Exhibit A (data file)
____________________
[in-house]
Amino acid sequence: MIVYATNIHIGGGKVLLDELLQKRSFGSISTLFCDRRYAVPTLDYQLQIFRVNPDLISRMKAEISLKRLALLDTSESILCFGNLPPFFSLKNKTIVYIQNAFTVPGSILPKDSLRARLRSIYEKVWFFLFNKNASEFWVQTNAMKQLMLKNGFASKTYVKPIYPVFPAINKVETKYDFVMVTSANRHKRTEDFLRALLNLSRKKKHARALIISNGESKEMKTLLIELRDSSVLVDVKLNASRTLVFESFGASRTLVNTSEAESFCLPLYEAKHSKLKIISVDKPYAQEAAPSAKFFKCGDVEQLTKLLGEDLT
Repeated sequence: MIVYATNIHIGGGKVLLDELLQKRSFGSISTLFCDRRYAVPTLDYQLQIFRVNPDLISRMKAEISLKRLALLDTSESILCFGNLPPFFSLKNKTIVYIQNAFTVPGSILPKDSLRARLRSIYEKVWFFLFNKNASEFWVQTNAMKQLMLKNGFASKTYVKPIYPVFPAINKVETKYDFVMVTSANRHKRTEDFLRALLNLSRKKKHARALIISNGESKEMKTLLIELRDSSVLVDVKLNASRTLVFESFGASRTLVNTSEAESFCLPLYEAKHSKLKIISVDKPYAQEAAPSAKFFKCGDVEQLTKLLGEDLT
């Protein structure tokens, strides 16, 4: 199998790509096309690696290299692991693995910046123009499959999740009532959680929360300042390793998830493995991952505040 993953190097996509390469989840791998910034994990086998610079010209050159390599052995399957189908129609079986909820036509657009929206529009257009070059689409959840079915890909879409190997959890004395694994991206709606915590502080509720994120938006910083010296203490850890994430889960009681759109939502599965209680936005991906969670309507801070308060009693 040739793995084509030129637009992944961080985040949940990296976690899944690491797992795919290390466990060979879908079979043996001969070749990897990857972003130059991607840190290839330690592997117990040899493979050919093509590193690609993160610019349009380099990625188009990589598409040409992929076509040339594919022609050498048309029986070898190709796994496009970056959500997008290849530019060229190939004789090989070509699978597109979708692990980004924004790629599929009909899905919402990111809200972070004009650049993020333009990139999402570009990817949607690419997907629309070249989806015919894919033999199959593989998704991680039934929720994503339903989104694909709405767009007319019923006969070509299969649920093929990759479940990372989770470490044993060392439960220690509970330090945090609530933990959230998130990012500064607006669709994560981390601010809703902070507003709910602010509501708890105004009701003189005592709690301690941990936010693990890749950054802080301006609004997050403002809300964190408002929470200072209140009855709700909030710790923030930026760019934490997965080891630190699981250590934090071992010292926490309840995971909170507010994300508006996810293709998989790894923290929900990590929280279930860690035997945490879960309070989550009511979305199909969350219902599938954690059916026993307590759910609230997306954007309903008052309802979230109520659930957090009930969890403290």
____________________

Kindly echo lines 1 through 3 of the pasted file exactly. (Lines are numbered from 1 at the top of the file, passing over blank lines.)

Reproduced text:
[in-house]
Amino acid sequence: MIVYATNIHIGGGKVLLDELLQKRSFGSISTLFCDRRYAVPTLDYQLQIFRVNPDLISRMKAEISLKRLALLDTSESILCFGNLPPFFSLKNKTIVYIQNAFTVPGSILPKDSLRARLRSIYEKVWFFLFNKNASEFWVQTNAMKQLMLKNGFASKTYVKPIYPVFPAINKVETKYDFVMVTSANRHKRTEDFLRALLNLSRKKKHARALIISNGESKEMKTLLIELRDSSVLVDVKLNASRTLVFESFGASRTLVNTSEAESFCLPLYEAKHSKLKIISVDKPYAQEAAPSAKFFKCGDVEQLTKLLGEDLT
Repeated sequence: MIVYATNIHIGGGKVLLDELLQKRSFGSISTLFCDRRYAVPTLDYQLQIFRVNPDLISRMKAEISLKRLALLDTSESILCFGNLPPFFSLKNKTIVYIQNAFTVPGSILPKDSLRARLRSIYEKVWFFLFNKNASEFWVQTNAMKQLMLKNGFASKTYVKPIYPVFPAINKVETKYDFVMVTSANRHKRTEDFLRALLNLSRKKKHARALIISNGESKEMKTLLIELRDSSVLVDVKLNASRTLVFESFGASRTLVNTSEAESFCLPLYEAKHSKLKIISVDKPYAQEAAPSAKFFKCGDVEQLTKLLGEDLT